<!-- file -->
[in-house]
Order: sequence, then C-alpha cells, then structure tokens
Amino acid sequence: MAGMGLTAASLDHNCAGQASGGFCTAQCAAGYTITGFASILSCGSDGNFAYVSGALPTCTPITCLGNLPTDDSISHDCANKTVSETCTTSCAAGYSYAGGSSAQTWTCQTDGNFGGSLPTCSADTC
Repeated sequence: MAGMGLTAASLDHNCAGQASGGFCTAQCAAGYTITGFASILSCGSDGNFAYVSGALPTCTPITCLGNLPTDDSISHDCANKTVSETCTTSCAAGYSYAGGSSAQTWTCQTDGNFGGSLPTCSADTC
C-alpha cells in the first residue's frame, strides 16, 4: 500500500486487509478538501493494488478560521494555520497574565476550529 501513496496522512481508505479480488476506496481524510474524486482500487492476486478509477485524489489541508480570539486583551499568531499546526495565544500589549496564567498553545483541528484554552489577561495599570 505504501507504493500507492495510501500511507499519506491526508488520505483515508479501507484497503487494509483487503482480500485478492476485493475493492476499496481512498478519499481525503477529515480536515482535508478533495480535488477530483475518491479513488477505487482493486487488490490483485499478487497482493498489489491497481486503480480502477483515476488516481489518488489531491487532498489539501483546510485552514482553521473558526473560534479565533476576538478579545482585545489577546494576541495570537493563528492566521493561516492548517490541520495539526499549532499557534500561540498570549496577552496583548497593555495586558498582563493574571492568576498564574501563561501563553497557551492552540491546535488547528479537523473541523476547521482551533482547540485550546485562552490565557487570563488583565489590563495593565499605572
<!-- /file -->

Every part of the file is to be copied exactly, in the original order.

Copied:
[in-house]
Order: sequence, then C-alpha cells, then structure tokens
Amino acid sequence: MAGMGLTAASLDHNCAGQASGGFCTAQCAAGYTITGFASILSCGSDGNFAYVSGALPTCTPITCLGNLPTDDSISHDCANKTVSETCTTSCAAGYSYAGGSSAQTWTCQTDGNFGGSLPTCSADTC
Repeated sequence: MAGMGLTAASLDHNCAGQASGGFCTAQCAAGYTITGFASILSCGSDGNFAYVSGALPTCTPITCLGNLPTDDSISHDCANKTVSETCTTSCAAGYSYAGGSSAQTWTCQTDGNFGGSLPTCSADTC
C-alpha cells in the first residue's frame, strides 16, 4: 500500500486487509478538501493494488478560521494555520497574565476550529 501513496496522512481508505479480488476506496481524510474524486482500487492476486478509477485524489489541508480570539486583551499568531499546526495565544500589549496564567498553545483541528484554552489577561495599570 505504501507504493500507492495510501500511507499519506491526508488520505483515508479501507484497503487494509483487503482480500485478492476485493475493492476499496481512498478519499481525503477529515480536515482535508478533495480535488477530483475518491479513488477505487482493486487488490490483485499478487497482493498489489491497481486503480480502477483515476488516481489518488489531491487532498489539501483546510485552514482553521473558526473560534479565533476576538478579545482585545489577546494576541495570537493563528492566521493561516492548517490541520495539526499549532499557534500561540498570549496577552496583548497593555495586558498582563493574571492568576498564574501563561501563553497557551492552540491546535488547528479537523473541523476547521482551533482547540485550546485562552490565557487570563488583565489590563495593565499605572